Toronto has a 22-21 record in “home” contest this season: 12-10 in Buffalo and 10-11 in Dunedin.

The 43 home games are tied for the fewest in the majors.

“I really think the biggest difference maker of it all (returning to Toronto) is the energy that we’ll get from having local fans and having that full support from our community and that city and that country,” Atkins said. “We by no means feel that we’ve had it bad. I feel incredibly supported in Buffalo and felt great about the support that we had in Dunedin, but we haven’t had Toronto and we haven’t had Canada to locally and in the flesh support us. That is an incredible boost of energy for our players. That seems like the biggest.

“But going back to a stadium that we know and that we’ve been in, that we’ve worked to make sure that environment is one for the highest level of performance, will definitely be an added benefit. And the other obvious aspects of being in such a wonderful city.”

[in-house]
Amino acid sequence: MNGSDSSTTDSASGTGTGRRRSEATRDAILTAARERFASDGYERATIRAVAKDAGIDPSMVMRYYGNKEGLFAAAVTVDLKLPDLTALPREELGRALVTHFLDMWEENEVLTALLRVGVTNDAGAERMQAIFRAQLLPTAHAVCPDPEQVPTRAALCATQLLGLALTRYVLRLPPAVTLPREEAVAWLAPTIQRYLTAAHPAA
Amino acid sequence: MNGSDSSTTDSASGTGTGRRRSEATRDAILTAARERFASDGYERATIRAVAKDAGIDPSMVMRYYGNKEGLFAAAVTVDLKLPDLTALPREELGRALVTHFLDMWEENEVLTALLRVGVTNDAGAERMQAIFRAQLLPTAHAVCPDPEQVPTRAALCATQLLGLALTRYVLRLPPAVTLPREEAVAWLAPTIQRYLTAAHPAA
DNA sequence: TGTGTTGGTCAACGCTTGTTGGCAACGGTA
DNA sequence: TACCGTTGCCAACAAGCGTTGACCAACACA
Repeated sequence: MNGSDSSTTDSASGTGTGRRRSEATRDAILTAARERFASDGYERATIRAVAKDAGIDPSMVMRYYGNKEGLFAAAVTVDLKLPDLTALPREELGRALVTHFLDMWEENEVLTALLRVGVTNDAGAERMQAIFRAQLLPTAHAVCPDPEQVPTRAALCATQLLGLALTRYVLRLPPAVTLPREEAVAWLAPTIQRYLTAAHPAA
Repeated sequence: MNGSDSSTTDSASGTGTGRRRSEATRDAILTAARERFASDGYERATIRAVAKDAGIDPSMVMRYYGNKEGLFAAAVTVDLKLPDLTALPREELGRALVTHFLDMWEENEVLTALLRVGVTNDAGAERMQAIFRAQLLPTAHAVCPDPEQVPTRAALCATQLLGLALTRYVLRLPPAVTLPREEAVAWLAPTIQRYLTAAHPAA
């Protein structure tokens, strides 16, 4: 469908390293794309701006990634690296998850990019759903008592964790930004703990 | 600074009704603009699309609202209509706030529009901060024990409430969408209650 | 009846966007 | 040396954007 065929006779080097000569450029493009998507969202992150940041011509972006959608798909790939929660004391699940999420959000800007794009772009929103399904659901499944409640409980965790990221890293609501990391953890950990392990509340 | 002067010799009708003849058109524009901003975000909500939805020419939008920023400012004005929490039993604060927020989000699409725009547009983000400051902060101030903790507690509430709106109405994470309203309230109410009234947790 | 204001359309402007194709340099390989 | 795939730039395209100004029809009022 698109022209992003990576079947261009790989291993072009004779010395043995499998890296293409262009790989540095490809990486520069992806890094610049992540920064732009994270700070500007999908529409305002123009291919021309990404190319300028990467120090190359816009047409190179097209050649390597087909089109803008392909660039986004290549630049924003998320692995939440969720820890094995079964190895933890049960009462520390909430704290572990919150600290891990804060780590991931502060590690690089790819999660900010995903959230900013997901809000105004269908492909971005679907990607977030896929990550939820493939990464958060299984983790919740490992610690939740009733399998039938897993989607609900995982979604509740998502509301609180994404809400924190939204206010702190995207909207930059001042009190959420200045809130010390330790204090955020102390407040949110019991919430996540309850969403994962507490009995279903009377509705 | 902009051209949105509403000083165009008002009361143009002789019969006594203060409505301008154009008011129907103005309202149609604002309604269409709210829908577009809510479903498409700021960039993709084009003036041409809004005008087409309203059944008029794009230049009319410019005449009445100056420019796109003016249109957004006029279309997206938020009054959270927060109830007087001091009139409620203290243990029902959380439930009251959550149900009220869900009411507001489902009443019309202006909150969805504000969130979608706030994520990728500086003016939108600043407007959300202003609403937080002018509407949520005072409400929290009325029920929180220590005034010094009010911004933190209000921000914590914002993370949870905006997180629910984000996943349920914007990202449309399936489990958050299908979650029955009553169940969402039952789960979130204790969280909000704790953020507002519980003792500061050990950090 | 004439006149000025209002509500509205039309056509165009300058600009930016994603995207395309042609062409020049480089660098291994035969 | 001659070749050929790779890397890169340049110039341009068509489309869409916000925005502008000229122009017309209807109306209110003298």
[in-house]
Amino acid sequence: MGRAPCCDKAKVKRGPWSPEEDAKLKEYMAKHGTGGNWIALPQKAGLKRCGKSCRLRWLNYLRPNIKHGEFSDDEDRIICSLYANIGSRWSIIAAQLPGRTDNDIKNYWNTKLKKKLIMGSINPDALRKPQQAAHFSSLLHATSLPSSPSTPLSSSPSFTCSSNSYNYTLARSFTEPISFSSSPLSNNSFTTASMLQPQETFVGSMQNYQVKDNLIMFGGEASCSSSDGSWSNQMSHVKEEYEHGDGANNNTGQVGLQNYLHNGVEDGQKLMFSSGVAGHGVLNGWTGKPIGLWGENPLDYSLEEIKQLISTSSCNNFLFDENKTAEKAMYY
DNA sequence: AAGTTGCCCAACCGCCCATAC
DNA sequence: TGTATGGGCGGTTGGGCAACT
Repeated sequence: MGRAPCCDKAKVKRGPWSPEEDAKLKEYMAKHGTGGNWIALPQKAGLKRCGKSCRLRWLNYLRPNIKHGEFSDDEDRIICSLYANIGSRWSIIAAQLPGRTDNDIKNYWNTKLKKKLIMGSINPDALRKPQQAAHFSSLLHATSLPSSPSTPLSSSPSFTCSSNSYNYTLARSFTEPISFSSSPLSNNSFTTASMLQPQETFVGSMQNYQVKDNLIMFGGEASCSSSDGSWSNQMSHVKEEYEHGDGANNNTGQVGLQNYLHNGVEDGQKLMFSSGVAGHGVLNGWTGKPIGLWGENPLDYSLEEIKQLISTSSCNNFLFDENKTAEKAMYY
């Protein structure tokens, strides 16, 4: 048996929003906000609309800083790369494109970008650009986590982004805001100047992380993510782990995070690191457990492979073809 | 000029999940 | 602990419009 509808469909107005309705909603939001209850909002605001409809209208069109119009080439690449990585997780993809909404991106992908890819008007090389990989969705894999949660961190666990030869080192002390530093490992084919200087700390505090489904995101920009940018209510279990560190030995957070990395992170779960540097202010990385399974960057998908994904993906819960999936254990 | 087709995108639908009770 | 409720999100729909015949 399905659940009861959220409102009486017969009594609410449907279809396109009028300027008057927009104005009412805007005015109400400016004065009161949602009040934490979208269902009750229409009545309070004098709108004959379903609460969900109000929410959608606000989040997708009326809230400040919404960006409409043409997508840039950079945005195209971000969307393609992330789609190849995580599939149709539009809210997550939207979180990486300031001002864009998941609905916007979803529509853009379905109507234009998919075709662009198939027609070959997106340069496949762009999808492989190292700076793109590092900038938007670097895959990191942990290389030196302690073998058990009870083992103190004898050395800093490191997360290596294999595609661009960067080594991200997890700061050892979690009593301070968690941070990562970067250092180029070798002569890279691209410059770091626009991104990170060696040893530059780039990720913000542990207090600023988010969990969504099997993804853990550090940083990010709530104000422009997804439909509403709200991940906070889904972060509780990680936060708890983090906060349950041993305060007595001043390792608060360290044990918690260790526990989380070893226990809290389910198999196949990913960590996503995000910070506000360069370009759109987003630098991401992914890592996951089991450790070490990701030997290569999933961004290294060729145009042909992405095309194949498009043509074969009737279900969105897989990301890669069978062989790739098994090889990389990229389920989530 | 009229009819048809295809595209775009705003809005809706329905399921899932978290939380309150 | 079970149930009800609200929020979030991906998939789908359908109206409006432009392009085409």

Atkins said the border closure had a silver lining in the relationship the Blue Jays were able to forge with Buffalo, even if local fans occasionally cheered for the opponent.

“If the border were open, we wouldn’t have been playing here,” Atkins said. “So because of that, there was opportunities for Yankees fans and Red Sox fans to buy tickets. But I’ve been really impressed by the number of Blue Jays fans, the number of just really, really sincere baseball fans that were excited to see Major League Baseball here, and there’s been incredible moments in this stadium and hopefully we’ll have a couple of more of them these days. And we understand why the Red Sox and Yankees have had some support here.

“I do think that we probably built a better bond with this city because of it and I’m really excited about what it means for this Triple A relationship, for our Triple A players that will be playing here, for the Rich family and for the leadership of the Buffalo Bisons, our long relationship with Mike Buczkowski. Really excited about what it means moving forward and do feel like we have a stronger bond with the city.”

Nate Pearson has been diagnosed with a sports hernia and is moving to the bullpen for the rest of season, Atkins said.